The most transparent pricing model is known as interchange plus – also known as i-plus or cost plus pricing. This is when the processor passes on the cost that the card network (Visa, MasterCard, etc.) charges and adds a fixed markup on top. This is the most transparent pricing model because you will always know what you are paying above the cost of interchange (what card networks charge) regardless of what card your customer uses. This pricing model has the lowest margin built in for the processor. This is why when a processor chooses to use this pricing structure they often add other fixed recurring monthly fees.
This is how interchange plus pricing looks.
No one has control over how much card issuers like Visa and MasterCard charge. What can be controlled is how much you are paying above that cost. The amount above interchange (the amount charged by the card network) is what the processor makes. You want that amount to be as low as possible.
You will get the best rate by coupling interchange plus pricing while not paying any other fixed recurring monthly fees (monthly admin fees, statement fees, seasonal fees, maintenance fees, annual fees, authorization fees, etc.).
Getting new customers is expensive for any business. Most processors will give you a great rate when you initially sign up and slowly raise your rate after a few months. This is a sales tactic many processors use to lure new customers in. Very few processors will provide you with a guaranteed rate. They plan on charging you more soon after you become their customer. Remember, as their expenses increase – so will yours!
Look to get a guaranteed rate from your processor. If they are not willing to provide you with a guaranteed rate then you know their plan is to add more fees within a few months.
The statement you receive from your processor can be hard to read. There is a rate that has to be there by law and it includes all the other fees you are paying. That rate is called the Effective Merchant Discount Rate (EMDR). Your EMDR is the true cost of accepting cards. You will have an EMDR on your statement for each card type you accept (Visa, MasterCard, debit, etc.).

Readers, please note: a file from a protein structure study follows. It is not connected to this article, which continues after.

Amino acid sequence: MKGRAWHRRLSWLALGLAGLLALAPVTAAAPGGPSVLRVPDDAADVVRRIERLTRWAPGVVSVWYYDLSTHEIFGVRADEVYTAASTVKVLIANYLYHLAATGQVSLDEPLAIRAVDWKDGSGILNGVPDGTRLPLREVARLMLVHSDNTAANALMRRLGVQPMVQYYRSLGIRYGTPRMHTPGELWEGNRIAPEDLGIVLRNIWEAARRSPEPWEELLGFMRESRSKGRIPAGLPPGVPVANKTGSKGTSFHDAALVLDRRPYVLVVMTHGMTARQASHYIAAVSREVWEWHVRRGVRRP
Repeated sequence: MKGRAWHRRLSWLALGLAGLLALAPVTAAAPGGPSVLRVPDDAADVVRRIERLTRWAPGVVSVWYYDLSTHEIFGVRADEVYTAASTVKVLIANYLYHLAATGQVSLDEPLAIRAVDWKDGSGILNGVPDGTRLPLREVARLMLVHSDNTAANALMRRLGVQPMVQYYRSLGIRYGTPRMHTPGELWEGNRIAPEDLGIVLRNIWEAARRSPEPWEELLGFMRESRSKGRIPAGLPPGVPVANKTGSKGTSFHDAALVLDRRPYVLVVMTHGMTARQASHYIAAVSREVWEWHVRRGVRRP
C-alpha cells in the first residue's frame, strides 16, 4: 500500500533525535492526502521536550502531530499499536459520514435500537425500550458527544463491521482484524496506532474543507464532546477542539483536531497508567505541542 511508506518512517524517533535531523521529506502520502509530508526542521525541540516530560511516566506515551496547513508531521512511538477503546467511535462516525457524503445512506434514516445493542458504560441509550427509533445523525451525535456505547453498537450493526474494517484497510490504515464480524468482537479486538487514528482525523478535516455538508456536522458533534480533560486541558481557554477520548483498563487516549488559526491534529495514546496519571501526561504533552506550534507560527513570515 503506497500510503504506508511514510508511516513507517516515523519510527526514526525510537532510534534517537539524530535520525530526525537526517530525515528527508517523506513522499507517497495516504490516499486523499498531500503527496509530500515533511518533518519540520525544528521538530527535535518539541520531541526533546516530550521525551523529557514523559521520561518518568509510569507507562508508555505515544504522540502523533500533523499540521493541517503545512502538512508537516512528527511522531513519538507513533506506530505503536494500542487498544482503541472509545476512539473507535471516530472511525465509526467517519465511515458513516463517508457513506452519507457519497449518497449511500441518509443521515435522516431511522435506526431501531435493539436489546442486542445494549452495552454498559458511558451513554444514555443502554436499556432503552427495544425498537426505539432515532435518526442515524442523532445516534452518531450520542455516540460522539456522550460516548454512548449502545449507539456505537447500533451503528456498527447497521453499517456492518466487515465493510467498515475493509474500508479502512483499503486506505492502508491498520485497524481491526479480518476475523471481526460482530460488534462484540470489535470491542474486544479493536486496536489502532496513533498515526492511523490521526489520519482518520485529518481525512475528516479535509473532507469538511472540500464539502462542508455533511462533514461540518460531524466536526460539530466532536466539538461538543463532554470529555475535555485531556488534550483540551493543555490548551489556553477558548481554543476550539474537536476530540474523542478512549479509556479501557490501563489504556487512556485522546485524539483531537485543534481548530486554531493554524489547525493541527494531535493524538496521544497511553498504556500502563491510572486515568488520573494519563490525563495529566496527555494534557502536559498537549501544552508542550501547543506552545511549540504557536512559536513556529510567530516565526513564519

That rate is located in different places on your statement depending on which processor you are with. Look for that rate and compare it with what other processors are offering.
This is the formula you should follow to make sure you are paying the lowest rate to accept non-cash payments from your customers:
You also want to make sure that the cost above interchange is as low as possible and will not increase.
There are three ways to pay for a credit card terminal with a processor: rent, lease or purchase. Each has advantages depending on your business. Be careful when making your decision about which credit card terminal you want. Be sure to ask about monthly cost, contract length (if any), and terms for cancelling.
Accepting non-cash payments from your customers can mean a lot more sales for your business. It doesn’t need to mean losing an unnecessarily large margin of each transaction you make.
Be sure to share this article with other business owners so they too can learn the true cost of accepting non-cash payments from their customers!